The raisin is the dehydrated grape, and it is the fruit of the vine, a plant that can reach 100 years of age. It is typical of low altitude temperate zones and is resistant to cold, but if it is exposed to temperatures below 2 degrees below zero after the appearance of the buds, the fruit can suffer serious damage.
Raisins are dried fruits from which much of the water has been removed, maintaining their nutritional value. The elaboration of the raisins begins with the selection and harvesting of the ripe grapes, which are taken to a drying place with adequate geographical and environmental conditions. The drying of raisins is done to a greater extent with sunlight. Once the fruit is dried, it is washed with abundant water, thus eliminating impurities and foreign matter. To finish its preparation, a vegetable oil is applied to the raisins that prevents them from caking.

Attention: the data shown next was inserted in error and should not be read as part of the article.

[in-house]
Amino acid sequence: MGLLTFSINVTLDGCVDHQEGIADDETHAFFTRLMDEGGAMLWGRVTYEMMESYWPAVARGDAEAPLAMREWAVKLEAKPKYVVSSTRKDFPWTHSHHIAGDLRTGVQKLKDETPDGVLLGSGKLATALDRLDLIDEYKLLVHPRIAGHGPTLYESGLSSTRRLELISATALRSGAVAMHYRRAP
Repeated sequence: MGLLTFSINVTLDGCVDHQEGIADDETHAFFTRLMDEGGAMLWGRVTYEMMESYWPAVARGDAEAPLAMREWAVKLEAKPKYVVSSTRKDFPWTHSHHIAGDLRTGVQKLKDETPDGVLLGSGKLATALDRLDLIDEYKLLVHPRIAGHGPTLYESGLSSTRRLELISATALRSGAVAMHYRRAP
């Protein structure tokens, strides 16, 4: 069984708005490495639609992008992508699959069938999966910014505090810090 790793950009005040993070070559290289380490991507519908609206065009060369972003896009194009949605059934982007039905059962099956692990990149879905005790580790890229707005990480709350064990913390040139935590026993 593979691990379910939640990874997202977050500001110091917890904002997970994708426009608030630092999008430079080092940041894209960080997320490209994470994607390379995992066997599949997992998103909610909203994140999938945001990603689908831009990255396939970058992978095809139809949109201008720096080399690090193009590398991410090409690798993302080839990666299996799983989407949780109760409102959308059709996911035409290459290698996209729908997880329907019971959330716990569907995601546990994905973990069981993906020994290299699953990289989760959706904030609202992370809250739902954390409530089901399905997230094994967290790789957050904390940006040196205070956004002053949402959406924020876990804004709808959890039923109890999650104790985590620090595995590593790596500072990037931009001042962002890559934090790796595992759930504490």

Raisins are rich in fiber, sodium, potassium and vitamin B, it is a detoxifying food and a natural blood purifier, and it is an important source of energy as it contains a lot of sugar.
The main raisin-producing countries are the United States, Turkey, China and Iran, out of a total of 12 producing countries, including Argentina and Chile.